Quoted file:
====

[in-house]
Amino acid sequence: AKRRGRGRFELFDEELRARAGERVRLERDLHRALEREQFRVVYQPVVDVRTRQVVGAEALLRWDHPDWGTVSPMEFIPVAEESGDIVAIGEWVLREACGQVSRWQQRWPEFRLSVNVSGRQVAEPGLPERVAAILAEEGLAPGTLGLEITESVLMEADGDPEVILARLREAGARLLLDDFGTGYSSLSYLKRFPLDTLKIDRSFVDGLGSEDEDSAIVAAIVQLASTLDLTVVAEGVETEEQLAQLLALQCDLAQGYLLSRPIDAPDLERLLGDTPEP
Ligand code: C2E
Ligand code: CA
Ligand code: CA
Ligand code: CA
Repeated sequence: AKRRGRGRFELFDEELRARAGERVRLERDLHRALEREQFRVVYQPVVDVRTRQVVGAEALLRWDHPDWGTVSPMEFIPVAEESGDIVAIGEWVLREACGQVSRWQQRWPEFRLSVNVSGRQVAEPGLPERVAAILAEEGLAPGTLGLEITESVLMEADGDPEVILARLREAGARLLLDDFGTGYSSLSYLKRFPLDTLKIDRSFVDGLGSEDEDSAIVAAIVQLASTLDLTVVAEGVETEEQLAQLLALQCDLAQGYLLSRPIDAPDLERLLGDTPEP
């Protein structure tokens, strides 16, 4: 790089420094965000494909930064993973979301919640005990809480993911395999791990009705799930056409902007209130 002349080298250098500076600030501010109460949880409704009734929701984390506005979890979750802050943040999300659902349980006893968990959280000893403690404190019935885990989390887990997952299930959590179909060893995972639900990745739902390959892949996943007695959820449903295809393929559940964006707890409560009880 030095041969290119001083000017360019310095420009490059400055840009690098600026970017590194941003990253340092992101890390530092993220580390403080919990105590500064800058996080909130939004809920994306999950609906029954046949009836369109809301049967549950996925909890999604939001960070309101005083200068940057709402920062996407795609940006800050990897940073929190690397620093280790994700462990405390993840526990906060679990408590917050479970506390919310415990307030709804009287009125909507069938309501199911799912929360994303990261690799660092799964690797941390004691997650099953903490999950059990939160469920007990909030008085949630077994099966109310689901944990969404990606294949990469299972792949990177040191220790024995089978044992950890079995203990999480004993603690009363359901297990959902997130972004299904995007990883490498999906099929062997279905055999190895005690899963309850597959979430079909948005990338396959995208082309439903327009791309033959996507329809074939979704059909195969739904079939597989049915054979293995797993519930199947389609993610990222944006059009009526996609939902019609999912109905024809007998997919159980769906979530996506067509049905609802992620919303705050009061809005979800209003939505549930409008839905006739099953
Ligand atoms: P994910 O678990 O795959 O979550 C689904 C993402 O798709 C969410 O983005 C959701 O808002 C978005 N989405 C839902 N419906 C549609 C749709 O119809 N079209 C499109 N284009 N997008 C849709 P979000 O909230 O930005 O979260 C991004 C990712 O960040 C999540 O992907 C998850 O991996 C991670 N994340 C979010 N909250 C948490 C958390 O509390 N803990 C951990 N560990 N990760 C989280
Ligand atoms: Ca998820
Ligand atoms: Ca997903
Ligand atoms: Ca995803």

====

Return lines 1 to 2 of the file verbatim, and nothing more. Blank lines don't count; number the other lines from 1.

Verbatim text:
[in-house]
Amino acid sequence: AKRRGRGRFELFDEELRARAGERVRLERDLHRALEREQFRVVYQPVVDVRTRQVVGAEALLRWDHPDWGTVSPMEFIPVAEESGDIVAIGEWVLREACGQVSRWQQRWPEFRLSVNVSGRQVAEPGLPERVAAILAEEGLAPGTLGLEITESVLMEADGDPEVILARLREAGARLLLDDFGTGYSSLSYLKRFPLDTLKIDRSFVDGLGSEDEDSAIVAAIVQLASTLDLTVVAEGVETEEQLAQLLALQCDLAQGYLLSRPIDAPDLERLLGDTPEP